Loneliness: Beating the curse of old age
- 22 May 2014
- From the section Health
The mementos of her life are spread around Elaine Rothwell's flat.
There are pictures of her husband, Jim, in his army uniform, her children, grandchildren and great-grandchildren. The porcelain models of Chihuahua dogs on the fireplace and window-sill remind her of the pets she had.
They are the signs of a full life that has been lived on three continents. She was born in India - where her father was a major in the army - in the 1920s and spent the first two decades of her life there. Towards the end of the World War Two she married a soldier and found herself spending the next quarter of a century moving between Britain, West Africa, Germany and Singapore. Now 89, she lives on the third floor of an apartment block for elderly people. Alone.
She readily admits that is not easy. When husband Jim died in 2004, Elaine found life very difficult. Once she started managing her grief she met a new companion, a widower called John. They ended up living together for a while, before he died in 2009.
'You have to find some joy'
"It is hard," she explains. "You lose people who are important and you question what there is. But you have to keep going. After my husband died I met John and we went on five cruises together. We had a wonderful time and I was so happy that I met him. You have to try to find joy in things."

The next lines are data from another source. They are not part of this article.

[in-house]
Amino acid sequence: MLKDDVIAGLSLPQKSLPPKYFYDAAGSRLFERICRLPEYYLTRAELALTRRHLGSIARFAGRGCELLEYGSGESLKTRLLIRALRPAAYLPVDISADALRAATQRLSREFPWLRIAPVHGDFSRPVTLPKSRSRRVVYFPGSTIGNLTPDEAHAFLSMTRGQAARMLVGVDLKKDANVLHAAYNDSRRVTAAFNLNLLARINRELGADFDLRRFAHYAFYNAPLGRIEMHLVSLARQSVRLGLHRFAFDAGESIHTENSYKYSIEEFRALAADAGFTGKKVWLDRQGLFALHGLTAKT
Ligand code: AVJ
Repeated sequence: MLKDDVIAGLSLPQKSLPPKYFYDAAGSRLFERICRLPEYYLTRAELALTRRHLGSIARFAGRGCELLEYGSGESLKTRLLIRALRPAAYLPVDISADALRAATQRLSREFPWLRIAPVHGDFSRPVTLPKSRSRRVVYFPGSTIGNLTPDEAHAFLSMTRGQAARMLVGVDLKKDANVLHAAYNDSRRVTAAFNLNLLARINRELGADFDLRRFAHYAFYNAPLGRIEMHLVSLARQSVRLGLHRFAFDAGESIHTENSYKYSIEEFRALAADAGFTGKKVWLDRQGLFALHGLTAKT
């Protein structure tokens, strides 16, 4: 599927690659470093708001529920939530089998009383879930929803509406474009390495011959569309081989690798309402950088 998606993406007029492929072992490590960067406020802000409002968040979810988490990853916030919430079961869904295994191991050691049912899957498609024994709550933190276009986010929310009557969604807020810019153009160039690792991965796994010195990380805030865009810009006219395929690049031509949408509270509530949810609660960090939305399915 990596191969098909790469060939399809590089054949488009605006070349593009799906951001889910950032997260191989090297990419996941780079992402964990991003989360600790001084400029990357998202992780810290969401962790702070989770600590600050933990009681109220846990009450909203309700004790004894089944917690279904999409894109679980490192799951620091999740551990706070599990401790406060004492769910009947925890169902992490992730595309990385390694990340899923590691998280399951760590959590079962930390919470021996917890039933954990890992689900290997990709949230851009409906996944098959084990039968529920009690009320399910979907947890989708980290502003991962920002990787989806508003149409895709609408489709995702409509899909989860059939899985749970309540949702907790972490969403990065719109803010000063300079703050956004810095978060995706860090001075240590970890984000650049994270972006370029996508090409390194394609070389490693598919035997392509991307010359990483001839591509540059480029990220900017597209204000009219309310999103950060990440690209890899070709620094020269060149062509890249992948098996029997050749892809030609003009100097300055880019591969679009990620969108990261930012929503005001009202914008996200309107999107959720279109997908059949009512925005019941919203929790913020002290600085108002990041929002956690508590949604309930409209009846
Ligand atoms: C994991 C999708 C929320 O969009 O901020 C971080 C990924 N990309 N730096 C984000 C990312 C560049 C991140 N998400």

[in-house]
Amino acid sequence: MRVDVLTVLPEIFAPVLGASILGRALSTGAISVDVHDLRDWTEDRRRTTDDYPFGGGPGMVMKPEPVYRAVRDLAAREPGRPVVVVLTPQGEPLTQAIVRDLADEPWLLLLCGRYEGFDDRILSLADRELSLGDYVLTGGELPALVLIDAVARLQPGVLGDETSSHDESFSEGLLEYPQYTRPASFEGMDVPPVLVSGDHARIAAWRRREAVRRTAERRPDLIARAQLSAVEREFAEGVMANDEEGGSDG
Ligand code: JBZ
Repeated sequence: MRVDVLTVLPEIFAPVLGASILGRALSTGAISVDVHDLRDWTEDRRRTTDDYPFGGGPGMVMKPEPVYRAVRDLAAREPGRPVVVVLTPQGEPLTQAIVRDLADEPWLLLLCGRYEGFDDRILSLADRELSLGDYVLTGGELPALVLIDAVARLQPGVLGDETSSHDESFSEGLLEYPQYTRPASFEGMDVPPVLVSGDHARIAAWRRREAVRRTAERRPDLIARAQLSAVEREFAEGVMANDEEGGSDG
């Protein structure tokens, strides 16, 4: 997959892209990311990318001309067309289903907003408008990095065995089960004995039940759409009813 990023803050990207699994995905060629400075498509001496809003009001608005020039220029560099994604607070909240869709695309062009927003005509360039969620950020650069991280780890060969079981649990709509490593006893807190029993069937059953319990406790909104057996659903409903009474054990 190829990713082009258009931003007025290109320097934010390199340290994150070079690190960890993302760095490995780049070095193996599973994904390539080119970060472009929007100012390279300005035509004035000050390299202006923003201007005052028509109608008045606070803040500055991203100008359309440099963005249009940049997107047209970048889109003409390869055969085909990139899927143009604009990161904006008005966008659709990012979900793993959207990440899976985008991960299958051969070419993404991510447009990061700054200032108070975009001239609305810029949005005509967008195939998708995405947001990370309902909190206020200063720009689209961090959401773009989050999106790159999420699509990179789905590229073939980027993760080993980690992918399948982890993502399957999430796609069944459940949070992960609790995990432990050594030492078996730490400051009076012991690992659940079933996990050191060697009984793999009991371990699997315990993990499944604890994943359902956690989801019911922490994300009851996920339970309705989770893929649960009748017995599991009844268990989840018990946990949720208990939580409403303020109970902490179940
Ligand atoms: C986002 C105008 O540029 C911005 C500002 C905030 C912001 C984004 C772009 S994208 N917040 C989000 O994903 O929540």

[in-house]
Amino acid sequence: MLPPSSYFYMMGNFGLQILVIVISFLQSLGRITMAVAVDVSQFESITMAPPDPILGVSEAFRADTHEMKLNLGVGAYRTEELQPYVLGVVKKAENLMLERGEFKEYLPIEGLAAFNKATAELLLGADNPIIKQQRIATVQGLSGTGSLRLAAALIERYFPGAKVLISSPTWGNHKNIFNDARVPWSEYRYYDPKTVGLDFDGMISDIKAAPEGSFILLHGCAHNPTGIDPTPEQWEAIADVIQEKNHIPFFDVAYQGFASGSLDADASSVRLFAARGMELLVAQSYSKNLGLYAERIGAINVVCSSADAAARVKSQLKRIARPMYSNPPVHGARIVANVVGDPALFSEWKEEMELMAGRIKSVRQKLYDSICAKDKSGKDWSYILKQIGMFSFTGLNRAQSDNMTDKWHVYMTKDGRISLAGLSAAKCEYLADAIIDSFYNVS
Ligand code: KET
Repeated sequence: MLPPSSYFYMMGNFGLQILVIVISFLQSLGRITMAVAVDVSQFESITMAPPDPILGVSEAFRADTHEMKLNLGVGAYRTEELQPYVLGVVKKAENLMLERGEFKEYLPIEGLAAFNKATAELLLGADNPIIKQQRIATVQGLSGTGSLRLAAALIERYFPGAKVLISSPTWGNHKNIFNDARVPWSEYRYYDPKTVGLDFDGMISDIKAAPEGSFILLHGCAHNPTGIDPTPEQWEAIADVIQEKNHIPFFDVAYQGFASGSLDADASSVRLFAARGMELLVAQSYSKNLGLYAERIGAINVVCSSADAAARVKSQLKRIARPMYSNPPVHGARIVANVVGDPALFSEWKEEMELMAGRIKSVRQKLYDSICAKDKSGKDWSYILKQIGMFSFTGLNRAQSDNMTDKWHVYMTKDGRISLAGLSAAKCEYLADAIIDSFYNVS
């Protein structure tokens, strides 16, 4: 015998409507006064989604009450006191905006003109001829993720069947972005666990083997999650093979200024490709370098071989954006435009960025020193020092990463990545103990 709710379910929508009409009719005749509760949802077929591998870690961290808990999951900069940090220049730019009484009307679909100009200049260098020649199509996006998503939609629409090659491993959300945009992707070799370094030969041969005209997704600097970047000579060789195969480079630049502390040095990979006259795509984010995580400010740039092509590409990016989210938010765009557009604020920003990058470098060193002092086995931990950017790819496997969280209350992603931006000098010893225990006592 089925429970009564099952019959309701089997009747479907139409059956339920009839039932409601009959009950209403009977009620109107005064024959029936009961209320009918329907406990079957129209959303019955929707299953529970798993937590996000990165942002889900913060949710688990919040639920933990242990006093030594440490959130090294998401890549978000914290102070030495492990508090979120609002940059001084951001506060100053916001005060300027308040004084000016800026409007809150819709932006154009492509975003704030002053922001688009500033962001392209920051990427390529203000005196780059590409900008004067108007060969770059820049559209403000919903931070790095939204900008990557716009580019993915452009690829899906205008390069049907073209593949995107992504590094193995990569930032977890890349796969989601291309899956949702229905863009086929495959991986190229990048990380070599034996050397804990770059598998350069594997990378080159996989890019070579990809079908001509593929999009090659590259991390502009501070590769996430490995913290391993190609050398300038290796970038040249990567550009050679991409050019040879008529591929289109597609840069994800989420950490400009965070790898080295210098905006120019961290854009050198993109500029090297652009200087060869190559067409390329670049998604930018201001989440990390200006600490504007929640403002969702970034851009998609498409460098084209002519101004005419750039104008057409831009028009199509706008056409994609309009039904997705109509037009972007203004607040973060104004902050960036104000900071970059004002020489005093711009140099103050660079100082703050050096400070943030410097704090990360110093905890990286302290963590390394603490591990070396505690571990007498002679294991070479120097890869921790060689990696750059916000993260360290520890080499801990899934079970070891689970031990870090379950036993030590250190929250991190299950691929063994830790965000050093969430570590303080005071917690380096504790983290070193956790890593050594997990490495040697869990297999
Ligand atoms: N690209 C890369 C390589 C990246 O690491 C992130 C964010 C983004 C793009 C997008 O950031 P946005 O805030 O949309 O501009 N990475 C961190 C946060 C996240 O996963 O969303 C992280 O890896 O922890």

She has found comfort in a new friendship she has developed with Miles Sigley-Brown, a 46-year-old whom she was introduced to through a local befriending scheme. Miles visits Elaine once a week, sometimes taking her out for a cup of tea and slice of cake or just sitting in her flat and having a chat.
Miles has been visiting Elaine for four years. He says he was motivated to get involved in the befriending scheme following the death of his mother. "I wanted to volunteer and just thought the elderly are often not getting the support they deserve.
"I met Elaine and we really hit it off. She likes to talk and she has had such an interesting life. She has travelled a lot and so have I so we compare experiences."
Elaine agrees. "He's great. I can tell him all my dirty jokes," she says. "But seriously it's good to have someone younger to talk to. I play whist and table tennis with the other people who live here. But they are all older so Miles helps keep me young. I have my daughters and their families, but half of them are in Australia. You have to keep living your life."